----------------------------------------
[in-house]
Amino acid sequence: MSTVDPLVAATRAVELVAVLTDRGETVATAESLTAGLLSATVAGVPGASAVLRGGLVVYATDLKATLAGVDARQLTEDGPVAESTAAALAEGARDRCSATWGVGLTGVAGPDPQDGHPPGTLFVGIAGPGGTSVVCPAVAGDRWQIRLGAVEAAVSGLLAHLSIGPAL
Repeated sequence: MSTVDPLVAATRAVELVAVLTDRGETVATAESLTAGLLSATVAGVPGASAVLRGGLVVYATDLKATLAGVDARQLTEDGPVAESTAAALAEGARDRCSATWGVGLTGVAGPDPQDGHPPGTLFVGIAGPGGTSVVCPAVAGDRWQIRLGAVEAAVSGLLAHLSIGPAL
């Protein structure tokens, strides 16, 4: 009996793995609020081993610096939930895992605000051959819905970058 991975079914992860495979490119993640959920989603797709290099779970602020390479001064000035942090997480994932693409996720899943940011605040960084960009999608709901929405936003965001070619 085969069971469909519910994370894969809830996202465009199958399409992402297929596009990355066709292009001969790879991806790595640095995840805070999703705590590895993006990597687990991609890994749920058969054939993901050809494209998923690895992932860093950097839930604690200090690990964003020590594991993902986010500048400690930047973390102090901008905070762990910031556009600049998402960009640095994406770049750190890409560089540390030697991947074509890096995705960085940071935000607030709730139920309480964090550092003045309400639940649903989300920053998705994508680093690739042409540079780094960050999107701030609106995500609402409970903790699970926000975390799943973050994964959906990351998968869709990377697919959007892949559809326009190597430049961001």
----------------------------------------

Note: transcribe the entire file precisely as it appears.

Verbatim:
[in-house]
Amino acid sequence: MSTVDPLVAATRAVELVAVLTDRGETVATAESLTAGLLSATVAGVPGASAVLRGGLVVYATDLKATLAGVDARQLTEDGPVAESTAAALAEGARDRCSATWGVGLTGVAGPDPQDGHPPGTLFVGIAGPGGTSVVCPAVAGDRWQIRLGAVEAAVSGLLAHLSIGPAL
Repeated sequence: MSTVDPLVAATRAVELVAVLTDRGETVATAESLTAGLLSATVAGVPGASAVLRGGLVVYATDLKATLAGVDARQLTEDGPVAESTAAALAEGARDRCSATWGVGLTGVAGPDPQDGHPPGTLFVGIAGPGGTSVVCPAVAGDRWQIRLGAVEAAVSGLLAHLSIGPAL
């Protein structure tokens, strides 16, 4: 009996793995609020081993610096939930895992605000051959819905970058 991975079914992860495979490119993640959920989603797709290099779970602020390479001064000035942090997480994932693409996720899943940011605040960084960009999608709901929405936003965001070619 085969069971469909519910994370894969809830996202465009199958399409992402297929596009990355066709292009001969790879991806790595640095995840805070999703705590590895993006990597687990991609890994749920058969054939993901050809494209998923690895992932860093950097839930604690200090690990964003020590594991993902986010500048400690930047973390102090901008905070762990910031556009600049998402960009640095994406770049750190890409560089540390030697991947074509890096995705960085940071935000607030709730139920309480964090550092003045309400639940649903989300920053998705994508680093690739042409540079780094960050999107701030609106995500609402409970903790699970926000975390799943973050994964959906990351998968869709990377697919959007892949559809326009190597430049961001």